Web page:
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Centrifugation Compared To A Combined Mesh/telfa Technique For Fat Grafting: Mechanism, Outcomes And Effect On ADSCs
Harry M. Salinas, MD, Felix Broelsch, MD, Justin Fernandes, MD, Saiqa Khan, MD, Michael C. McCormack, MBA, Amanda Meppelink, BSc, Mark Randolph, MSc, William G. Austen, Jr., MD.
Massachusetts General Hospital, Boston, MA, USA.
Purpose: Fat grafting involves lipoaspirate harvest, isolation of adipocyte fraction, and subsequent injection of processed fat. Centrifugation is cumbersome and the mechanism by which it improves outcomes remains unclear. Hypotheses include fat concentration, reduction of inflammatory response by removal of nonviable components and concentration of adipose-derived stem cells (ADSCs). We performed a series of experiments to compare the process of centrifugation to a faster, simpler, processing method that combines mesh and telfa techniques.
Methods: The mesh/telfa technique involves placing lipoaspirate on a 0.149mm nylon mesh, which sits on top of a thick layer of gauze. A 1:1 wash is performed with normal saline. Tumescence and debris are absorbed by the gauze through capillary action.
Lipoaspirate was collected from nine females. In-vitro experiments included: 1.Quantification of lipoaspirate components by centrifugation at increasing speeds, 2.Quantification of components after processing with mesh/telfa, 3.Quantification of ADSCs in fat after centrifugation at 1,200g and mesh/telfa technique. ADSCs were identified as CD90/73+ and CD105/45- by FACS analysis of the stromal vascular fraction.
In-vivo experiments were performed by grafting 1g aliquots into the flank of nude mice and harvesting after 4-6 weeks. Experiments included: 1.Graft survival at increasing centrifugation speed, 2. Survival of fat graft only and fat grafts mixed with various spin-off products, 3.Graft survival after centrifugation at 1,200g and mesh/telfa. End-points included weight and histology.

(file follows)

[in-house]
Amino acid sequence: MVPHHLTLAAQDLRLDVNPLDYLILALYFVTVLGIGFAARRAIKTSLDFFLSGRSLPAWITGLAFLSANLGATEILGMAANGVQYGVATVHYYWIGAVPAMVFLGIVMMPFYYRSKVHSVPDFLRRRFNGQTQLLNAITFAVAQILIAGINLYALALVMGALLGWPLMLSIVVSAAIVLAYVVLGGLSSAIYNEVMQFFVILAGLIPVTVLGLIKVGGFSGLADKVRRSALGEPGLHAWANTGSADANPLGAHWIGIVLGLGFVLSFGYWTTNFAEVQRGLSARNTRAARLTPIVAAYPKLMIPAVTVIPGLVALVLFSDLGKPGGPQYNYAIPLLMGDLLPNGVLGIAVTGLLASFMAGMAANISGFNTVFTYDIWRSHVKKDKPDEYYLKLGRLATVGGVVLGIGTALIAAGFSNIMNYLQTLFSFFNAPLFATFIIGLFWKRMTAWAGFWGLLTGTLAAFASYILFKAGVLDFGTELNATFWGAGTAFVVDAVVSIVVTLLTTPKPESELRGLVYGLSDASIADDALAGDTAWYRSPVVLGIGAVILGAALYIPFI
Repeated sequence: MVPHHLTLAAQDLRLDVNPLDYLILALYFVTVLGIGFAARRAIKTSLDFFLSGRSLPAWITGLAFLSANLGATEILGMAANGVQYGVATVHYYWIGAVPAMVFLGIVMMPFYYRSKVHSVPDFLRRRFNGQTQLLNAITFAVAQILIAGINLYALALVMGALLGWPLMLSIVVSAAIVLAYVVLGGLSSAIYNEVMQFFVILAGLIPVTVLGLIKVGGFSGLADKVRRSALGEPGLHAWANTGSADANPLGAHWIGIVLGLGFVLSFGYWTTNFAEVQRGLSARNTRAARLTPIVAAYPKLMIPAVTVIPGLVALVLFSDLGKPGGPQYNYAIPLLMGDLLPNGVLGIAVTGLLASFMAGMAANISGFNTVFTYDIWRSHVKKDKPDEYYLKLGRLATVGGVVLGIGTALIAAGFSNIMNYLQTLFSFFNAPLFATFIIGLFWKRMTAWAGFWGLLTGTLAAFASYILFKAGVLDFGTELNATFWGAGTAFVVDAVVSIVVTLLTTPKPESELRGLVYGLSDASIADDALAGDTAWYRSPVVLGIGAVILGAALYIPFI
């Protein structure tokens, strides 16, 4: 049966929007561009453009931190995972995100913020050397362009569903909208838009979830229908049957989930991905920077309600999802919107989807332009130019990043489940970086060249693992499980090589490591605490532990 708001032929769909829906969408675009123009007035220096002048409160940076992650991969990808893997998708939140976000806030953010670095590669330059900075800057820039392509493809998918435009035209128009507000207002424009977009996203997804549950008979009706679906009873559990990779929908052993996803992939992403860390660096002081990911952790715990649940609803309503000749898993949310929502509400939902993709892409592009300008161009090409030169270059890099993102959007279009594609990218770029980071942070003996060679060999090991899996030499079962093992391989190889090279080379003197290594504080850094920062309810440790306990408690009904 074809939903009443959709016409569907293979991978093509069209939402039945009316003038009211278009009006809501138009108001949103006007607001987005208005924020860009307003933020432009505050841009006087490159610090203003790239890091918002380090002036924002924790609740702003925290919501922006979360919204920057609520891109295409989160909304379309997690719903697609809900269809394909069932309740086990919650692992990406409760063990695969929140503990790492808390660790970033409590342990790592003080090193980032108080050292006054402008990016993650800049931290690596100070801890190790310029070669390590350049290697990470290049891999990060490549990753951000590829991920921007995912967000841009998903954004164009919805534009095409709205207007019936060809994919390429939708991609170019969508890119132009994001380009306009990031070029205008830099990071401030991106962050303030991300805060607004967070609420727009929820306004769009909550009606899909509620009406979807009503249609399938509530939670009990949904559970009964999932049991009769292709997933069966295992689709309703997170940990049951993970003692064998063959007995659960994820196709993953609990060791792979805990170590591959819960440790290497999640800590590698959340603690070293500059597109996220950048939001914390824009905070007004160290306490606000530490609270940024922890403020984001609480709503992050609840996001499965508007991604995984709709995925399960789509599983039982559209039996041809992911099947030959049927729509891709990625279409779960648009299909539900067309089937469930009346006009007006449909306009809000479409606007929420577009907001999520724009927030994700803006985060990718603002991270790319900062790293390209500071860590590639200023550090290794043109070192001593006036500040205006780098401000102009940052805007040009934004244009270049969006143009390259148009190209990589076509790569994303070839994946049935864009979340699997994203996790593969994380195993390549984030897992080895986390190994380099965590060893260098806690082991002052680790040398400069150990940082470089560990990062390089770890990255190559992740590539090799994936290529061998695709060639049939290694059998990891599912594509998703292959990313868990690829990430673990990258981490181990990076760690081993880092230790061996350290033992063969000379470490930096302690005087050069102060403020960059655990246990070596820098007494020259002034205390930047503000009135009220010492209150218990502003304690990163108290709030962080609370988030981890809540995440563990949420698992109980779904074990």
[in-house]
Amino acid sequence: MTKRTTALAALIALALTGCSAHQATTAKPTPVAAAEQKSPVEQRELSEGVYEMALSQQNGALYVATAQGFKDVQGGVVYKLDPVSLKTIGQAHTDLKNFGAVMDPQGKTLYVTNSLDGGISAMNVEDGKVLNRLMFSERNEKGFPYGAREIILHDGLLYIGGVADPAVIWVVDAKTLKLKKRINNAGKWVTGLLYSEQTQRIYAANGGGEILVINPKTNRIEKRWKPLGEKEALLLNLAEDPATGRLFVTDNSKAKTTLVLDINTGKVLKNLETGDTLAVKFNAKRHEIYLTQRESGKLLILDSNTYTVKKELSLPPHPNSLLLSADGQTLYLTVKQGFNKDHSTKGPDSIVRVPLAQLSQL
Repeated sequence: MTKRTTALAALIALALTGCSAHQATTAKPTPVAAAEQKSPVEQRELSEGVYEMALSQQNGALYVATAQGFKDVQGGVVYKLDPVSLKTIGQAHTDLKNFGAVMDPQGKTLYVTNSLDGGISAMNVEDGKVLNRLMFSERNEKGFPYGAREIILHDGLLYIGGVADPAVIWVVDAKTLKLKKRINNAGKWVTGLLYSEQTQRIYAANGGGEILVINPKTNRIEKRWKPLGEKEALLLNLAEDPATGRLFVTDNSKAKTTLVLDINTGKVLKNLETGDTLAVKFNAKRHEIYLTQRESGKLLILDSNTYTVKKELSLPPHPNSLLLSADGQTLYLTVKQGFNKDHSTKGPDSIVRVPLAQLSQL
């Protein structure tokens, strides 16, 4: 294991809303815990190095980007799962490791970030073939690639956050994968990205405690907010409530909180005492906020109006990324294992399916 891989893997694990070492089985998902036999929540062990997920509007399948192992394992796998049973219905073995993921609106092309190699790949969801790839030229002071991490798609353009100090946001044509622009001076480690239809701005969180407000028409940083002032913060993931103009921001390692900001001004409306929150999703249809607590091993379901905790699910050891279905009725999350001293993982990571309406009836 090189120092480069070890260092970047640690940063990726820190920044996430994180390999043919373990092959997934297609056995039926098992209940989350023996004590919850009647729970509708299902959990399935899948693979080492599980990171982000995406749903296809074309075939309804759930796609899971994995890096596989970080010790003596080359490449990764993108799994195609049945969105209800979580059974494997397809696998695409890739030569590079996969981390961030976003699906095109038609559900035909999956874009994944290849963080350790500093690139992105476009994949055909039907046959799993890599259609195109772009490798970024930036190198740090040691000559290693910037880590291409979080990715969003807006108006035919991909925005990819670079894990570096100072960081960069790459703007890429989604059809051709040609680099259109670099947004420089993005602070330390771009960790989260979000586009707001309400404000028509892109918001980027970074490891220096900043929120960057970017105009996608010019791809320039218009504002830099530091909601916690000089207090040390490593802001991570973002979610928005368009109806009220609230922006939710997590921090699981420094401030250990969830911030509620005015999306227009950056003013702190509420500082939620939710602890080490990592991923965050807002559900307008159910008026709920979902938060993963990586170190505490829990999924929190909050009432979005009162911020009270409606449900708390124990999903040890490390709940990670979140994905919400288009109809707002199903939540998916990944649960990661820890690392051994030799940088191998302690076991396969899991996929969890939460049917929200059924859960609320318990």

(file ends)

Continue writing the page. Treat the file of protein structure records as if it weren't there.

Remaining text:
Results: In-vitro: The infranatant remains constant above 1,200g. Oil separate out at 1,200g and increased linearly with higher speeds. The volume of fat remained constant above 5,000g. High-speed centrifugation of fat previously processed with mesh/telfa results in 90% fat and 10% infranatant. The total number of ADSCs in one gram of centrifuged fat was 1,603±2020 and 1,857±1832 cells in the mesh/telfa grafts. (p = 0.86).
In-vivo: Weight at explantation after centrifugation at 50g, 1,200g, 5,000g, 10,000g, 23,000g were 0.58±0.11, 0.68±0.09, 0.72±0.13, 0.81±0.19, and 0.76±0.09 grams respectively. Histologically, 5,000g samples appeared healthiest with reduced injury. Five “add-back” groups were tested: 1.Fat plus oil, 2.Fat plus surgical tumescence, 3.Fat plus fresh tumescence, 4.Fat plus cell pellet and fresh tumescence, 5.Fat plus cell pellet. There were statistically significant differences between the fat only group (0.66 g ± 0.08) and groups mixed with tumescence (Groups 2-4: 0.56±0.12, 0.58±0.09, and 0.50±0.11 grams). Mixing with oil did not affect graft take (0.62±0.08 grams). In fact, fat plus oil superior histology scores, similar to control. Graft weight and histology after centrifugation at 1,200g and mesh/telfa was equivalent (0.73±0.12 and 0.72±0.13 grams).
Conclusion: The fat volume remains constant after 5,000g. Fat isolated by increasing centrifugation results in a linear increase in graft take up to 10,000g. The mesh/telfa technique results in similar fat graft volume, while the washing step removes blood and cellular components. ADSC content is equivalent after both processing techniques. The add-back data suggests that the mechanism by which centrifugation improves graft take is concentration of fat. Fat processed by the mesh/telfa technique results in equivalent results without a costly and time-consuming centrifuge.
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